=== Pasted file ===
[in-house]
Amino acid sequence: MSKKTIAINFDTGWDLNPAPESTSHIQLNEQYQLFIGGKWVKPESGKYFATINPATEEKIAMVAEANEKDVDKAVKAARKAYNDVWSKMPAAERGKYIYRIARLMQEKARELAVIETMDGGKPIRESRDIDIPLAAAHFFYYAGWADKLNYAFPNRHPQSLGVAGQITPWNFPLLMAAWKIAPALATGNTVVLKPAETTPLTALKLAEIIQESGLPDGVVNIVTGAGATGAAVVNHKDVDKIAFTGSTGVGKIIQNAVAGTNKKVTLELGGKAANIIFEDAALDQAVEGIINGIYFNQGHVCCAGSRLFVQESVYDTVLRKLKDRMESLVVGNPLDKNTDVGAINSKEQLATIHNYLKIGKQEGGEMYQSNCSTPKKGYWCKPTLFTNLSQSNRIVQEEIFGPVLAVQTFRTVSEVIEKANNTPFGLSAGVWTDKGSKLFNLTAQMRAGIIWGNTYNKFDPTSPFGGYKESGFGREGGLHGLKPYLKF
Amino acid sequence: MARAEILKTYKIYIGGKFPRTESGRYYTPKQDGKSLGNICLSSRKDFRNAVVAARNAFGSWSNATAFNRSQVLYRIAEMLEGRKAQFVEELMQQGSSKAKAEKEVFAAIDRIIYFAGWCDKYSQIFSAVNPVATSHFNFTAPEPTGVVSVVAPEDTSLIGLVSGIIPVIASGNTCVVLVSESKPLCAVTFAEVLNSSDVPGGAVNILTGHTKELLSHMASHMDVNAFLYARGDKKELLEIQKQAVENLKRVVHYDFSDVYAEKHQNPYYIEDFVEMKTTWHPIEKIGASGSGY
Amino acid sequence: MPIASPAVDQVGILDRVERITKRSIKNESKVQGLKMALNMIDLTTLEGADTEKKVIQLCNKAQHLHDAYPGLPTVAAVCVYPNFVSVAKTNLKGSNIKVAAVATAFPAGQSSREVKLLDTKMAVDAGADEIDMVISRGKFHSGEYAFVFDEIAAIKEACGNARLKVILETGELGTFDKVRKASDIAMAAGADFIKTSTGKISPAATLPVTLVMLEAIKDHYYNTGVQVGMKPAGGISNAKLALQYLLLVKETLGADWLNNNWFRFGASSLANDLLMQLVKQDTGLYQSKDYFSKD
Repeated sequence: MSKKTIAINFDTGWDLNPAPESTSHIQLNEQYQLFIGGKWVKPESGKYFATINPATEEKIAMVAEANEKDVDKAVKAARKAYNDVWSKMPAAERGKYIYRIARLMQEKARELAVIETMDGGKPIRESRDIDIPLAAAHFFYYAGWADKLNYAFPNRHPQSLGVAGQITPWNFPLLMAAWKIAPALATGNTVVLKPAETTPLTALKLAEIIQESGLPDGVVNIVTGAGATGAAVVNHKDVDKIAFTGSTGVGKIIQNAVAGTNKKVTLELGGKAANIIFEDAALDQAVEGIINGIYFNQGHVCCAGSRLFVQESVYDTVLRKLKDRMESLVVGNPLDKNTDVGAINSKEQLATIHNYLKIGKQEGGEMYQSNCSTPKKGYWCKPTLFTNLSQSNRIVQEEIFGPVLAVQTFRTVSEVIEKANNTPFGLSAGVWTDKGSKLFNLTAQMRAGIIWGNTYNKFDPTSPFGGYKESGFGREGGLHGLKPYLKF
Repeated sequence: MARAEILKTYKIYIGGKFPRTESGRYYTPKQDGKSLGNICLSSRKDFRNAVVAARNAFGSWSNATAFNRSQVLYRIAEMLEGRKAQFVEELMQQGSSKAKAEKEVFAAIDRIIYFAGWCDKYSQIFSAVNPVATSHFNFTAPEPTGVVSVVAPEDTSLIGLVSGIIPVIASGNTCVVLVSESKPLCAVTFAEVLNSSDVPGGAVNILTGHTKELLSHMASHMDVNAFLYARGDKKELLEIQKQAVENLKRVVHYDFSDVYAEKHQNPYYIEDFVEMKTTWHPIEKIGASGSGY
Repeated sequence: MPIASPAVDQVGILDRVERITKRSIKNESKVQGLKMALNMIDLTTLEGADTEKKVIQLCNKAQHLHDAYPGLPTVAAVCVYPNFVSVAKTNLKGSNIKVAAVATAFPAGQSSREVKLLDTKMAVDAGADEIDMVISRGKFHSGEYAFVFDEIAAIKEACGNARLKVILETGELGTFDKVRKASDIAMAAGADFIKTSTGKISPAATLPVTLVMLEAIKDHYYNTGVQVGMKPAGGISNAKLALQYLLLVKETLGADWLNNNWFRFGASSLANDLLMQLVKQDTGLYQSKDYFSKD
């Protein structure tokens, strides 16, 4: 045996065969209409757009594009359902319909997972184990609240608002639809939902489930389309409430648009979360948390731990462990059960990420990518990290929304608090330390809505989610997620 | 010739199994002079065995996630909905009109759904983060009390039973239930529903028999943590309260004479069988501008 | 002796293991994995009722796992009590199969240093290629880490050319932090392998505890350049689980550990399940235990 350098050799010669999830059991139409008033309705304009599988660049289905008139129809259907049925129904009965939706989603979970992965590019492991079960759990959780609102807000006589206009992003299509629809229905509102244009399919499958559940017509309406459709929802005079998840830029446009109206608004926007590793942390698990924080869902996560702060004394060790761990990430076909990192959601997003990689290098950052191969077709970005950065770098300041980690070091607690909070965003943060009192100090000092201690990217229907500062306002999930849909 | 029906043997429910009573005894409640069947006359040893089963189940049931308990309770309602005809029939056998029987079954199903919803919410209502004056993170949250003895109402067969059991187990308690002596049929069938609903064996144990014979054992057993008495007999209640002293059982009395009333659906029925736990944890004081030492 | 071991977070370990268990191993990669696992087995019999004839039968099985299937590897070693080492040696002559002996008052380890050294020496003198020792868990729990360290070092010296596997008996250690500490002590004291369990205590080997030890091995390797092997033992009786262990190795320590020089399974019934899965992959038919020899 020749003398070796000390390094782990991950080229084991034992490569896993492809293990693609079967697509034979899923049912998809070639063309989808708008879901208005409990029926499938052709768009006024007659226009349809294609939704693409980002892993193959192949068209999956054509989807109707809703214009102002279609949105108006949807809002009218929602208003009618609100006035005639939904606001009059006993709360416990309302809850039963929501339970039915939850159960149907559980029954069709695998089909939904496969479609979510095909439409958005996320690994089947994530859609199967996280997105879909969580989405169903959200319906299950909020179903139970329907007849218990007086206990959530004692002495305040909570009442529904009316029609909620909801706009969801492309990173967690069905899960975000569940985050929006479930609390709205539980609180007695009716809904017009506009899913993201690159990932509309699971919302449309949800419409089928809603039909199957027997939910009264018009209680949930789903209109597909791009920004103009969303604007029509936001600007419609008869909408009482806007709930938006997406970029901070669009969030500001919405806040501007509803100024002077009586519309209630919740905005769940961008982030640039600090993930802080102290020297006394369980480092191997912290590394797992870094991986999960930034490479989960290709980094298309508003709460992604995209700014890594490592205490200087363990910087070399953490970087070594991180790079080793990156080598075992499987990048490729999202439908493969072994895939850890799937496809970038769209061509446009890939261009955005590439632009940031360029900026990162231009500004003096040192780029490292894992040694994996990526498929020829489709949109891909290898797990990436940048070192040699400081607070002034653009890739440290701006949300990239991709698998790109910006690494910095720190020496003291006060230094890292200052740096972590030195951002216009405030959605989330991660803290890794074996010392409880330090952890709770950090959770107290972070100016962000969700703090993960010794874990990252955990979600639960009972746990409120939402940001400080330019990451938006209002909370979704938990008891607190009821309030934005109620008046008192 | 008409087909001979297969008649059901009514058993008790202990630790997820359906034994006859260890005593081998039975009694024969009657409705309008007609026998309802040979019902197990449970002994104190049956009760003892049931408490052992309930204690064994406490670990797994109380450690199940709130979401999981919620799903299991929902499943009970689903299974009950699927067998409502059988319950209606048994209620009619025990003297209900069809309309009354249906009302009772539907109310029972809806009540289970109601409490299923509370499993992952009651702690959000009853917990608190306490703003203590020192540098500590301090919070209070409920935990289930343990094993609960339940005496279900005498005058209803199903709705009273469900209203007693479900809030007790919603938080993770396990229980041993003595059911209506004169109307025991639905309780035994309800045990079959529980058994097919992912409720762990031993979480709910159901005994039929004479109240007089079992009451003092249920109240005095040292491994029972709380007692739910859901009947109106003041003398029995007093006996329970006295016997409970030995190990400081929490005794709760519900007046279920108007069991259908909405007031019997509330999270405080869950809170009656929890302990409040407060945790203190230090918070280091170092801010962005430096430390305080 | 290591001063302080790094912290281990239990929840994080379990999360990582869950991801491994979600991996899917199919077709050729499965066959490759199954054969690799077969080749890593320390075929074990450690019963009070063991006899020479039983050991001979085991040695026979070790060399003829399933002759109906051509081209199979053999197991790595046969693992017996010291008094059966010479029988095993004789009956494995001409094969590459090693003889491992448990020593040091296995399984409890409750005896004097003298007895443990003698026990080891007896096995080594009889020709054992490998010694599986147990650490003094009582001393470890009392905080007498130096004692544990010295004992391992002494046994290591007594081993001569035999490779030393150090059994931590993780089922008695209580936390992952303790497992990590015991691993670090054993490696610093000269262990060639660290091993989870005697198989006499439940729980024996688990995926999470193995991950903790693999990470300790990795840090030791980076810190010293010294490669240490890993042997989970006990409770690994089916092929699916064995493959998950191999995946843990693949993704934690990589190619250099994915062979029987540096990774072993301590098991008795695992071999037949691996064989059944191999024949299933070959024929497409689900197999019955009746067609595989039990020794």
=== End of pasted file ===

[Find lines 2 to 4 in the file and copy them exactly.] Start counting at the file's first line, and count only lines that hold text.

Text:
Amino acid sequence: MSKKTIAINFDTGWDLNPAPESTSHIQLNEQYQLFIGGKWVKPESGKYFATINPATEEKIAMVAEANEKDVDKAVKAARKAYNDVWSKMPAAERGKYIYRIARLMQEKARELAVIETMDGGKPIRESRDIDIPLAAAHFFYYAGWADKLNYAFPNRHPQSLGVAGQITPWNFPLLMAAWKIAPALATGNTVVLKPAETTPLTALKLAEIIQESGLPDGVVNIVTGAGATGAAVVNHKDVDKIAFTGSTGVGKIIQNAVAGTNKKVTLELGGKAANIIFEDAALDQAVEGIINGIYFNQGHVCCAGSRLFVQESVYDTVLRKLKDRMESLVVGNPLDKNTDVGAINSKEQLATIHNYLKIGKQEGGEMYQSNCSTPKKGYWCKPTLFTNLSQSNRIVQEEIFGPVLAVQTFRTVSEVIEKANNTPFGLSAGVWTDKGSKLFNLTAQMRAGIIWGNTYNKFDPTSPFGGYKESGFGREGGLHGLKPYLKF
Amino acid sequence: MARAEILKTYKIYIGGKFPRTESGRYYTPKQDGKSLGNICLSSRKDFRNAVVAARNAFGSWSNATAFNRSQVLYRIAEMLEGRKAQFVEELMQQGSSKAKAEKEVFAAIDRIIYFAGWCDKYSQIFSAVNPVATSHFNFTAPEPTGVVSVVAPEDTSLIGLVSGIIPVIASGNTCVVLVSESKPLCAVTFAEVLNSSDVPGGAVNILTGHTKELLSHMASHMDVNAFLYARGDKKELLEIQKQAVENLKRVVHYDFSDVYAEKHQNPYYIEDFVEMKTTWHPIEKIGASGSGY
Amino acid sequence: MPIASPAVDQVGILDRVERITKRSIKNESKVQGLKMALNMIDLTTLEGADTEKKVIQLCNKAQHLHDAYPGLPTVAAVCVYPNFVSVAKTNLKGSNIKVAAVATAFPAGQSSREVKLLDTKMAVDAGADEIDMVISRGKFHSGEYAFVFDEIAAIKEACGNARLKVILETGELGTFDKVRKASDIAMAAGADFIKTSTGKISPAATLPVTLVMLEAIKDHYYNTGVQVGMKPAGGISNAKLALQYLLLVKETLGADWLNNNWFRFGASSLANDLLMQLVKQDTGLYQSKDYFSKD